We were recently invited by The Guardian to be a panel expert in an online discussion about pop up shops.
With pop up business now worth £2.1bn to the UK economy, pop up retail and pop up events are becoming increasingly more popular as a way of new and small businesses to test new products and markets.
Here’s a summary of the questions sent in by Guardian readers and our answers and top tips on setting up a pop up shop or pop up shop event.
What are the main advantages and difficulties of setting up a pop up shop?
One of the main difficulties of setting up a pop up shop is finding the right location. We would suggest doing as much research as you can into footfall and demographics. One of the main advantages about pop ups is you can afford a certain degree of trial and error!
It’s often said that the pop-up market is quite overcrowded, especially in London. Do you have any advice for how you can stand out from the crowd, whether that’s food, fashion, health care or music?
Get creative! We encourage all of the retailers that take part in our pop up event, Love Fashion: Manchester, to be as creative as possible with their stand space. A few of our designers have tied in with small independent food brands to offer nice little touches like free cupcakes or branded sweets.
When you’re opening a pop-up shop what are the considerations on location? Should you go for the most popular areas, or try to establish your pop-up somewhere with fewer competitors?
Location is absolutely key, especially for fashion pop ups. We’ve tested a few very high footfall areas and we’ve been surprised by the results. Just because an area has high footfall doesn’t mean it’s the right footfall for your product so we would suggest researching your target audience thoroughly.
How can you attract customers if you are in a pop-up shop?
We focus on using PR and social media for Love Fashion: Manchester. We’re also always really visible in city centre locations, so we get a certain amount of passing footfall.
Pop ups don’t usually have massive budgets to spend on marketing but social media is free, apart from your time of course, and, if done well, is the best way to engage your audience and promote your shop.
What are your top PR tips for a start-up, pop up business?
Find your USP, then shout about it to the right people! Also keep an eye out for existing opportunities and events you can get involved with.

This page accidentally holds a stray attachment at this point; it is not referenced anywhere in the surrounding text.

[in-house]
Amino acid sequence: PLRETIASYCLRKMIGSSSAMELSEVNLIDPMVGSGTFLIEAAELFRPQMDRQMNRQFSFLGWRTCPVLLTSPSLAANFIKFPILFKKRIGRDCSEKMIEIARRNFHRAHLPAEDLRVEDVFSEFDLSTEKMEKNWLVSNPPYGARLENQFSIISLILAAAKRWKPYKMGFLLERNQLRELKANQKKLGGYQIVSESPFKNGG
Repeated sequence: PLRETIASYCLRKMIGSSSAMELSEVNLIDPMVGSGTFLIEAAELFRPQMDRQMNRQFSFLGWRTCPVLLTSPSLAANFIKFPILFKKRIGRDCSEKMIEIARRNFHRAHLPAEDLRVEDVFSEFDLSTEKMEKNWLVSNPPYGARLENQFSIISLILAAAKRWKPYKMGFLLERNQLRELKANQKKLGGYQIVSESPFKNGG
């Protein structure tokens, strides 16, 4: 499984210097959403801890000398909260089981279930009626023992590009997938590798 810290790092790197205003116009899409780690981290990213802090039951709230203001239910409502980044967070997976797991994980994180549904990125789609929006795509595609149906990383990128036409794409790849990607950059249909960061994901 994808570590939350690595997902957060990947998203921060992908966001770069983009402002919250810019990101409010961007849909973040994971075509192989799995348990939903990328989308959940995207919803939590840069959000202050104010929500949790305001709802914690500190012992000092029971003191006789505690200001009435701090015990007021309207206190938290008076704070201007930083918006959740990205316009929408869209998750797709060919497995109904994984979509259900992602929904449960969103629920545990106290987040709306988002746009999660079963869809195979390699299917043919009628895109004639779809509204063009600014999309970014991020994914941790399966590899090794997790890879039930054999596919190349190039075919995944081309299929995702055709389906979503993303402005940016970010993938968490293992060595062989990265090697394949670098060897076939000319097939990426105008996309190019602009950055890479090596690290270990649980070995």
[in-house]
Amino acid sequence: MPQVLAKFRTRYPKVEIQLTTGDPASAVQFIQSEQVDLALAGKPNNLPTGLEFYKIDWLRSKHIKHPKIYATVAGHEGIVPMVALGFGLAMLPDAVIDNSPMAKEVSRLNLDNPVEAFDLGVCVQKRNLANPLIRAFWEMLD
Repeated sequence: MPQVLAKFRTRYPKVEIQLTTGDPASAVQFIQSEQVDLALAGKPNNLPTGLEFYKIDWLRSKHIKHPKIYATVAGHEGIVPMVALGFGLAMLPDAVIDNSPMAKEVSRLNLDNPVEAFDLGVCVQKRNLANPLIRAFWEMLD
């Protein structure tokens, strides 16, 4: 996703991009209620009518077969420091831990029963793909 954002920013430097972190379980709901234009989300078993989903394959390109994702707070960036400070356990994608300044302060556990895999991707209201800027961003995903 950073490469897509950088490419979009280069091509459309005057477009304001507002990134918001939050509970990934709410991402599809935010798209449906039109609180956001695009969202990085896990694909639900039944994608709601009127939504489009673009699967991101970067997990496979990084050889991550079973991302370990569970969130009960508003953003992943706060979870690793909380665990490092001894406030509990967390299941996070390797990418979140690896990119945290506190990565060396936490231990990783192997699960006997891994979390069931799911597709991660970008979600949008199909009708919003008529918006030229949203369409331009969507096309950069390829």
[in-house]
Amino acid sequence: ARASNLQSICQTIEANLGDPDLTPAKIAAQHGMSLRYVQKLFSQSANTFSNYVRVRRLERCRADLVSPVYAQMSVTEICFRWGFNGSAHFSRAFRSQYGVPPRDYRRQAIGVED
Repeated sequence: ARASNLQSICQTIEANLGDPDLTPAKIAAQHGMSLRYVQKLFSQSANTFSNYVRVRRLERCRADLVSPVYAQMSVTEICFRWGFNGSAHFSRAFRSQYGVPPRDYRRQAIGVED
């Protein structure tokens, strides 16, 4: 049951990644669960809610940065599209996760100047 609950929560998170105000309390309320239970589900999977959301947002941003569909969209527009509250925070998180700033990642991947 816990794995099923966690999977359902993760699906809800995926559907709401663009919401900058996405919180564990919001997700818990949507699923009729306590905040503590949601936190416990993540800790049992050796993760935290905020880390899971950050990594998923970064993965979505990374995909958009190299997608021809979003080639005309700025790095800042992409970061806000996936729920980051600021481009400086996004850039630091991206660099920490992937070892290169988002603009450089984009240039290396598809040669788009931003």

We got a lot of press coverage for the first Love Fashion: Manchester because it was a unique concept in Manchester, but also because we launched it as part of Vogue Fashion’s Night Out. We’d had the idea for a while but waited until the perfect opportunity came along before launching the event to press.
A great way to get bloggers and journalists to talk about your product/event is by offering them exclusive and VIP access. So for example if one of our designers has recently launched a new collection, we would offer press and fashion bloggers the opportunity to interview the designer and review the collection first.
You can also target journalists and bloggers on Twitter and engage them in conversation about what you’re doing, but only if it’s relevant and interesting, otherwise you run the risk of annoying them.
Do you have any general advice for business owners on building your brand when you have a pop-up/mobile business?
Firstly you need to decide on your brand values and devise your marketing strategy around them. If you’re all about excellent customer service, make sure every aspect of your business is in line with that.
Secondly, you need to communicate those values and one of the easiest ways to do that and build brand perception is with social media. You can find posts on our top tips on using Pinterest, Instagram and other content on our blog page. We’ve helped some of our clients increase their social media engagement by over 200%, just by developing a consistent content strategy with a strong tone of voice.
Can you summarise your main advice from the discussion?
Location is key! In simple terms, find the right location, shout about it to the right audience and in the right way. That’s it